نتیجه گیری انگلیسی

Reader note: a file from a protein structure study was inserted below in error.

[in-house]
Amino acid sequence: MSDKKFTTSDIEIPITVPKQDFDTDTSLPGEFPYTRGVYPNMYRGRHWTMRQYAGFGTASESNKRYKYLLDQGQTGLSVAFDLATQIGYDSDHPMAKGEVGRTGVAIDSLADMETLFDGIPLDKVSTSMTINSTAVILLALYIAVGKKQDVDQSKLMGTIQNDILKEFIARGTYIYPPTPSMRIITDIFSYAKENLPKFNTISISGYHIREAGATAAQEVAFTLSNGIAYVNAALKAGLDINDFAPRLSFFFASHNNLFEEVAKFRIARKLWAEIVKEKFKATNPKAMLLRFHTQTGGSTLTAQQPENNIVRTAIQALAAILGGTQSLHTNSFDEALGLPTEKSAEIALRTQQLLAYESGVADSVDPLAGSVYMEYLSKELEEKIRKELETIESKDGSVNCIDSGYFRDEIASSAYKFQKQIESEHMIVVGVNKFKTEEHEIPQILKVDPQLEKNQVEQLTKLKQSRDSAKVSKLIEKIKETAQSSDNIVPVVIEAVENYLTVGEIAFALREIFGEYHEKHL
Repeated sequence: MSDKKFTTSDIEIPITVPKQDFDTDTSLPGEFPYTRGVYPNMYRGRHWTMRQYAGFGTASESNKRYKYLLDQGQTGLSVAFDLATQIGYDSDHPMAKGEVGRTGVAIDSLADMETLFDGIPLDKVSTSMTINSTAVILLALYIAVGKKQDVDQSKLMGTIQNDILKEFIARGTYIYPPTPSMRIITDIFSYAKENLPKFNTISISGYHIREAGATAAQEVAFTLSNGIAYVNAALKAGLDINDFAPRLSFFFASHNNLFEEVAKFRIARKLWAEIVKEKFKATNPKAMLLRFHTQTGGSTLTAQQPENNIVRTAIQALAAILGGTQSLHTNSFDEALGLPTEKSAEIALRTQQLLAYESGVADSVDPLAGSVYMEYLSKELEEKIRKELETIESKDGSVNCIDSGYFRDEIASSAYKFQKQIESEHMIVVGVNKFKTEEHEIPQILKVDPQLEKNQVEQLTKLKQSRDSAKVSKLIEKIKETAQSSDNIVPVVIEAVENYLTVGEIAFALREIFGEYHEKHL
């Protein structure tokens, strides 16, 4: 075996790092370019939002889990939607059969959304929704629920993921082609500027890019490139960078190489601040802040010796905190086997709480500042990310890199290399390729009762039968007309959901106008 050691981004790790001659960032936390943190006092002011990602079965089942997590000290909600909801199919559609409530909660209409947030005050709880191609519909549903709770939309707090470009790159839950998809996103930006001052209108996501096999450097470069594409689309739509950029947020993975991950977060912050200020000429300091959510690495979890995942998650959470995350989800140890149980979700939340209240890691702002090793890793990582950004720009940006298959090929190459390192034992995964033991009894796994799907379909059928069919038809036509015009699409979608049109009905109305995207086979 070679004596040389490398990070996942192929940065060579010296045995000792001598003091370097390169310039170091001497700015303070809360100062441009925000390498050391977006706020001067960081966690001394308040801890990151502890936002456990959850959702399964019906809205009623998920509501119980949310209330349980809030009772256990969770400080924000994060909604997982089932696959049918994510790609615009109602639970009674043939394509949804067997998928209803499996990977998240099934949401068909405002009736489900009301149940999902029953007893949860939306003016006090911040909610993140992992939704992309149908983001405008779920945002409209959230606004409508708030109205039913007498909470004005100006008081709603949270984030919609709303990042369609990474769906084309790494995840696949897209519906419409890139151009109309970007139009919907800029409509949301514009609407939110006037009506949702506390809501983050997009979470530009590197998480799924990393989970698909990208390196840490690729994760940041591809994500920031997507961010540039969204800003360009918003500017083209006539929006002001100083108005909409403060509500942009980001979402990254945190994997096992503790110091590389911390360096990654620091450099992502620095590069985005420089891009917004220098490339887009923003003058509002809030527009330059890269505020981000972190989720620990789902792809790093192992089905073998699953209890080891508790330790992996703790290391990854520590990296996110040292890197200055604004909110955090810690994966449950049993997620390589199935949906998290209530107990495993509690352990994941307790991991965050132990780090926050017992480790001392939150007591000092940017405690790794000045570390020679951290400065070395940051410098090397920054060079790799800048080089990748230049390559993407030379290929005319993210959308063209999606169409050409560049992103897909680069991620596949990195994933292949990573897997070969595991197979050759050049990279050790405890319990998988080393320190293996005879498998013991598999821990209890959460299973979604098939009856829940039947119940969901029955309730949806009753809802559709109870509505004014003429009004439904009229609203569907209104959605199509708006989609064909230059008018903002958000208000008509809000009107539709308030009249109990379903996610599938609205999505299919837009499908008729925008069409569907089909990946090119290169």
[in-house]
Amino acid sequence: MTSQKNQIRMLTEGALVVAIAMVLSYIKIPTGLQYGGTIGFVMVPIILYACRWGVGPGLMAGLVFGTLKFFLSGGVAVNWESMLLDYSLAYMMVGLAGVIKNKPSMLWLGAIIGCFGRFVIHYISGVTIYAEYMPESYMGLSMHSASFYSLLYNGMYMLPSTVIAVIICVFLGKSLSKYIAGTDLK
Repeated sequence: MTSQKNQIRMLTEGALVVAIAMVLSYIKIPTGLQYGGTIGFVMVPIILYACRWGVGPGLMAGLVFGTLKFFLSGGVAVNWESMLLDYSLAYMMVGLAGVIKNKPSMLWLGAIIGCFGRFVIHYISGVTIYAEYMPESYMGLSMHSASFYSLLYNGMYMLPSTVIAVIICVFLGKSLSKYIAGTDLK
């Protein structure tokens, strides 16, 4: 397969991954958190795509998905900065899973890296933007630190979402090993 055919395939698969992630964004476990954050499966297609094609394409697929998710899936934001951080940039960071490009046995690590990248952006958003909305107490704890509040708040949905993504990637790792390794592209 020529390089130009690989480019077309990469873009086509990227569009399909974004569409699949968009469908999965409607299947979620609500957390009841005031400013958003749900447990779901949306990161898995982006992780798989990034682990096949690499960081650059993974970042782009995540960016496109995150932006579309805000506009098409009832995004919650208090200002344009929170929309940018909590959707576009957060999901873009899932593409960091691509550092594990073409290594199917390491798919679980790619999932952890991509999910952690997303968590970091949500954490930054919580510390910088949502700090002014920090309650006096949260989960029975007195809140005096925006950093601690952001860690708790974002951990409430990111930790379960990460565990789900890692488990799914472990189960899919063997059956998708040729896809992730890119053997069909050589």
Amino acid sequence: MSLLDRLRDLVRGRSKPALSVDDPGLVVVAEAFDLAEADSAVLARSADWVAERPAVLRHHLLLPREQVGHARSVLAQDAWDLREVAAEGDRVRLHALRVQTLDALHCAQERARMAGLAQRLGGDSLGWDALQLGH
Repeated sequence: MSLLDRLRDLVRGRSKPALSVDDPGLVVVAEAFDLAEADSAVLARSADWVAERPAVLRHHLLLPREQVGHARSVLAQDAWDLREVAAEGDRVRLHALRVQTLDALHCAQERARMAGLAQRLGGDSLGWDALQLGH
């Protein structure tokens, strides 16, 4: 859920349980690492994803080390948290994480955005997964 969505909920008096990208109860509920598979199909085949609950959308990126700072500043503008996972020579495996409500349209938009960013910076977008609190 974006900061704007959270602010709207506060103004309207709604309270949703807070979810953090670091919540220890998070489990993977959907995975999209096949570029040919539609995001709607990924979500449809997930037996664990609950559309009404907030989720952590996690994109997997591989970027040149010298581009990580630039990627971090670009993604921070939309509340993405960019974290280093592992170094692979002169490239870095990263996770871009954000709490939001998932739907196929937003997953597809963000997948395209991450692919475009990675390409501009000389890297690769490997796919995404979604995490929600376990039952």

Micro banking condition and its portfolio behavior affects the effectiveness of monetary policy. Since the source of financing of firms in Indonesia is largely tied to bank credit, the lack and slow growth of banks’ loans has constrained monetary policy to encourage the economic growth and hindered the process of economic recovery until recently. Banks’ willingness to extend loan is also affected by external condition such as the monetary policy as well as the banking regulation. The monetary and banking policy could affect the banking behavior not only through changes in interest rate but also through changes in constrain and incentives (Stiglitz & Greenwald, 2003). For example, the contraction in monetary policy during crisis period led to further increases in bankruptcy risk which in turn worsened the risk of default on the existing loans and finally led to a further decrease in banks’ net worth and willingness to extend loans. The imposition of CAR requirement has also contributed to a decrease in banks’ willingness to supply loans. This situation leads banks tend to put their excess liquidity in low risk assets, especially in government bonds and SBIs. From the analysis above, it has shown that one of the serious problems facing the banking community in Indonesia is the asymmetric information. Risk perception, even though has been declining, is still relatively high among bankers in Indonesia which may have led them to be (overly) cautious. To overcome this problem, there is an apparent need to initiate efforts that can provide more information regarding credit-worthiness of the borrowers while at the same time trying to continue boosting the real side of the economy, if banks are willing to approve new loans. In order to overcome with the problem of asymmetric information in the banking sector, the following policy recommendations could be considered. • As perception on risk has large impact in supporting the effectiveness of the monetary policy, effort to reduce risk through the formation as credit bureau, credit guarantee scheme, credit rating, as well as law enforcement need to be improved. These policies will improve transparency and availability of debtor information, thus reducing asymmetric information problem. • The authorities could also provide more information regarding potential promising economic sectors. Considering the pervasive asymmetric information in the credit market for small and medium enterprises, the introduction of credit guarantee scheme can also be considered, with minimum moral hazard. • To improve the knowledge in assessing risks, banks should be supported to invest more in credit research and monitoring. • The maintenance of macro stability needs to be continued in order to enhance public confidence and reduce the perception of default risk. As stated by Stiglitz and Greenwald (2003) we need a reformulation regulation policy in the banking/financial sectors based on portfolio approach to regulation which includes: - Understanding that banking regulation theory should be started from a model of banking behavior. - Understanding that the authority has a limitation in controlling banking behavior. Therefore, the authority needs to take various steps that include incentive and constrain. • As both monetary policy and banking regulations gain its positive impact on loan performance, the need for better coordination and harmonization between macro and micro policies would be beneficial. • Increasing the role of non-bank financial markets and increased competition in financial markets should be promoted to reduce over dependence on banks, thereby gradually promoting a sound and efficient non bank financing and thus reducing downward rigidity in bank lending rates.